Back in April, a month or so into the pandemic, Jessica Rights and her husband Nicholas Freeman recognized what a stressor grocery shopping had become. Between out of stock items and the anxiety of being in close quarters with others indoors, they wanted another way. To bypass the stress, they bought a half-ton of groceries up front and sold the extras to their neighbors, packing individual boxes on their front porch. In a moment, Mount Airy Groceries was born.
The interest was so great from their neighbors that with the extra tips and donations, they were able to support Philadelphia Interfaith Hospitality Network (PIHN), whose workload supporting families in need has increased fivefold during Covid-19.
“I want to make sure the community knows how grateful we are for their generosity,” said Jessica. “This whole thing has really been a neighborhood building charity together.”
They quickly needed more space than they had, and ultimately, they had more food than they needed. George Drakopoulos, owner and operator of Malelani Cafe, had a wholesale account and a storefront that was closed on account of the pandemic. Both of these helped enable Jessica and Nicholas to streamline their operations.
In the time since, Mount Airy Groceries has established an account at the Philadelphia Wholesale Produce Market in Southwest Philadelphia, and Jessica enrolled in PhillyiHub, the business training program Mt. Airy CDC facilitates. She completed the program in June. “It was really successful for me,” she said. “It really clarified a lot of things, especially sales and distribution.”
Mt. Airy CDC also happened to have a storefront available at 6620 Germantown Avenue. Recognizing the couple’s service to their community, the CDC made the space available to Jessica and Nicholas. In July, Mount Airy Groceries had a new home. Since then, they’ve been making nearly daily trips to “The Docks,” as Jessica calls the Wholesale Produce Market.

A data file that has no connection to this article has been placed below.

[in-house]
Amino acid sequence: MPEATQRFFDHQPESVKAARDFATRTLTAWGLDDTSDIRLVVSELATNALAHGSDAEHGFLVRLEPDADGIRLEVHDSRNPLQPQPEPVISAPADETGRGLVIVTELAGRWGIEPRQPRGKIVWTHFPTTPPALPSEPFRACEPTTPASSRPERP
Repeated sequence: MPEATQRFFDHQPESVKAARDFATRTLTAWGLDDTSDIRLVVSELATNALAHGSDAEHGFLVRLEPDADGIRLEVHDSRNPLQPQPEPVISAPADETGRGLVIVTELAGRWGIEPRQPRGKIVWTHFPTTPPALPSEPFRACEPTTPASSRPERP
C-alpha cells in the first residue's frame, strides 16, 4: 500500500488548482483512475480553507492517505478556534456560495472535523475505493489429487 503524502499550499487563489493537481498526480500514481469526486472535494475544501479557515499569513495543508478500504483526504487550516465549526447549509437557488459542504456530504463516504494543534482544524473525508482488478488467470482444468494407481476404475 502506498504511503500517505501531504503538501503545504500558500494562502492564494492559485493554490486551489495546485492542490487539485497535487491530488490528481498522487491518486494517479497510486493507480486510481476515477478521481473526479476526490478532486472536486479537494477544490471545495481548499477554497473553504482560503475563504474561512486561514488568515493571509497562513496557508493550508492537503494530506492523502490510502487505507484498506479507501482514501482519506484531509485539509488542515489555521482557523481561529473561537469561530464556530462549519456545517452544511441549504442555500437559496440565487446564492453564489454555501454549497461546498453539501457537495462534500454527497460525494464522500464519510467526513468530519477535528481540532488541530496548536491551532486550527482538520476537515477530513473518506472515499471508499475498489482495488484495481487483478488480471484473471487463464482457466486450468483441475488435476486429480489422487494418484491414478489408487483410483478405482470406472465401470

Orders for groceries, both for oneself and for donations, happen on their website. Groceries are then available both for pickup and local delivery. With every purchase of a food box, they’re able to donate a box. In addition to PIHN, they’ve been able to coordinate donated boxes to daycares, eldercare, and educational organizations.
Helping them out in the shop is their friend Ericka Stewart, whose Bright Smiles Campaign helps “put a smile on a child’s face by teaching them proper hygiene, great nutrition, and a fabulous sense of self.” Eventually, the team would like to build out the space for a more encompassing educational experience for kids.
It’s all part of Mount Airy Groceries’ mission that, simply stated, is neighbors helping neighbors. Just as important, they’re not only making food available to those who need it, it’s good and nutritious food.
How it works
You can order your own thoughtfully crafted box in three sizes ($45 large, $25 small, and $15 extra small) on their website, with pickup Tuesday through Saturday. In addition to fresh produce, each box comes with a protein (eggs or tofu). Other items like milk are available as add-ons.
You can also make a donation that will supply families in need with fresh and nutritious produce or a box of joy, a box of breakfast goodies for kids. And on Saturdays, you can fill a bag of produce for $5 (or whatever you can afford), and enter a raffle donated by fellow Mt. Airy businesses.
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